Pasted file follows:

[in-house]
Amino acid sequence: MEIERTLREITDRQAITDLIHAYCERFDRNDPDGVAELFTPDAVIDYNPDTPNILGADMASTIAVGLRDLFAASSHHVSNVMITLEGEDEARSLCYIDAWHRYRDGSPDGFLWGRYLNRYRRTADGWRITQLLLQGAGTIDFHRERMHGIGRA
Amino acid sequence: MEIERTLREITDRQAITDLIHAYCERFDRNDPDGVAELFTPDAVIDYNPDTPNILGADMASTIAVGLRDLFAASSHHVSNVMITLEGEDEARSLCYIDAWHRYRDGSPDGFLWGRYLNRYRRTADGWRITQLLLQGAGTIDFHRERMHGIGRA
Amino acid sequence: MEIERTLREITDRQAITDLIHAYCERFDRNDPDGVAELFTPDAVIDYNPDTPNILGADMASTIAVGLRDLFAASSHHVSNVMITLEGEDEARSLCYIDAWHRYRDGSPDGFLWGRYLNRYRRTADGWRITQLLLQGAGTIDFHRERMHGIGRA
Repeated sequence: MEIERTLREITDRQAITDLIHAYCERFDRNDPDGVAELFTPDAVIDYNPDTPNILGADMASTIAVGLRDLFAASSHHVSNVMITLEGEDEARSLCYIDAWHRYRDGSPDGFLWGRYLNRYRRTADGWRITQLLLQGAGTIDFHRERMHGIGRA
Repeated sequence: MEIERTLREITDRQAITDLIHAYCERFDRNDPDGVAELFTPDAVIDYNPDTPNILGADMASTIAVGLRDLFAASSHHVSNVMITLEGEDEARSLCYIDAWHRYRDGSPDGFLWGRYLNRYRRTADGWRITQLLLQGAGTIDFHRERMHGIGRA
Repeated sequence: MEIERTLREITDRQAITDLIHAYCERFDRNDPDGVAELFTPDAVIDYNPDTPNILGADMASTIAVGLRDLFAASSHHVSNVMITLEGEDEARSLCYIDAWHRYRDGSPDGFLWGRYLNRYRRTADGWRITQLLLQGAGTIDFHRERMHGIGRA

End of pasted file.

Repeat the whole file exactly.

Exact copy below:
[in-house]
Amino acid sequence: MEIERTLREITDRQAITDLIHAYCERFDRNDPDGVAELFTPDAVIDYNPDTPNILGADMASTIAVGLRDLFAASSHHVSNVMITLEGEDEARSLCYIDAWHRYRDGSPDGFLWGRYLNRYRRTADGWRITQLLLQGAGTIDFHRERMHGIGRA
Amino acid sequence: MEIERTLREITDRQAITDLIHAYCERFDRNDPDGVAELFTPDAVIDYNPDTPNILGADMASTIAVGLRDLFAASSHHVSNVMITLEGEDEARSLCYIDAWHRYRDGSPDGFLWGRYLNRYRRTADGWRITQLLLQGAGTIDFHRERMHGIGRA
Amino acid sequence: MEIERTLREITDRQAITDLIHAYCERFDRNDPDGVAELFTPDAVIDYNPDTPNILGADMASTIAVGLRDLFAASSHHVSNVMITLEGEDEARSLCYIDAWHRYRDGSPDGFLWGRYLNRYRRTADGWRITQLLLQGAGTIDFHRERMHGIGRA
Repeated sequence: MEIERTLREITDRQAITDLIHAYCERFDRNDPDGVAELFTPDAVIDYNPDTPNILGADMASTIAVGLRDLFAASSHHVSNVMITLEGEDEARSLCYIDAWHRYRDGSPDGFLWGRYLNRYRRTADGWRITQLLLQGAGTIDFHRERMHGIGRA
Repeated sequence: MEIERTLREITDRQAITDLIHAYCERFDRNDPDGVAELFTPDAVIDYNPDTPNILGADMASTIAVGLRDLFAASSHHVSNVMITLEGEDEARSLCYIDAWHRYRDGSPDGFLWGRYLNRYRRTADGWRITQLLLQGAGTIDFHRERMHGIGRA
Repeated sequence: MEIERTLREITDRQAITDLIHAYCERFDRNDPDGVAELFTPDAVIDYNPDTPNILGADMASTIAVGLRDLFAASSHHVSNVMITLEGEDEARSLCYIDAWHRYRDGSPDGFLWGRYLNRYRRTADGWRITQLLLQGAGTIDFHRERMHGIGRA